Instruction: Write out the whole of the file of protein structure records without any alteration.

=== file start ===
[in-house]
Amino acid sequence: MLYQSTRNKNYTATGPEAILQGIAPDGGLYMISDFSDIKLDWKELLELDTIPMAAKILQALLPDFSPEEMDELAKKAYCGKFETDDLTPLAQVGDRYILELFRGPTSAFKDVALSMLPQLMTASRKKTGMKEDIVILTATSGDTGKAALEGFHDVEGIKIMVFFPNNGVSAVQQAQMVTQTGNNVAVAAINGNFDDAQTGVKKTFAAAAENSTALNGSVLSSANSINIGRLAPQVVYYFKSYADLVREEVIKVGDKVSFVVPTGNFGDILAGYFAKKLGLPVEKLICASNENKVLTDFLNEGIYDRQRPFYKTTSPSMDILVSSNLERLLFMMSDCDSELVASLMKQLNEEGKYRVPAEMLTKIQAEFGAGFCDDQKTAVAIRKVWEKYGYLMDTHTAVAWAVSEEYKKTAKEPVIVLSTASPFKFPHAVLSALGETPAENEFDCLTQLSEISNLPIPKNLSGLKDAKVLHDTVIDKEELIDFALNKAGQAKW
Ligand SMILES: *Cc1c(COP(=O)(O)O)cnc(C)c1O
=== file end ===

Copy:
[in-house]
Amino acid sequence: MLYQSTRNKNYTATGPEAILQGIAPDGGLYMISDFSDIKLDWKELLELDTIPMAAKILQALLPDFSPEEMDELAKKAYCGKFETDDLTPLAQVGDRYILELFRGPTSAFKDVALSMLPQLMTASRKKTGMKEDIVILTATSGDTGKAALEGFHDVEGIKIMVFFPNNGVSAVQQAQMVTQTGNNVAVAAINGNFDDAQTGVKKTFAAAAENSTALNGSVLSSANSINIGRLAPQVVYYFKSYADLVREEVIKVGDKVSFVVPTGNFGDILAGYFAKKLGLPVEKLICASNENKVLTDFLNEGIYDRQRPFYKTTSPSMDILVSSNLERLLFMMSDCDSELVASLMKQLNEEGKYRVPAEMLTKIQAEFGAGFCDDQKTAVAIRKVWEKYGYLMDTHTAVAWAVSEEYKKTAKEPVIVLSTASPFKFPHAVLSALGETPAENEFDCLTQLSEISNLPIPKNLSGLKDAKVLHDTVIDKEELIDFALNKAGQAKW
Ligand SMILES: *Cc1c(COP(=O)(O)O)cnc(C)c1O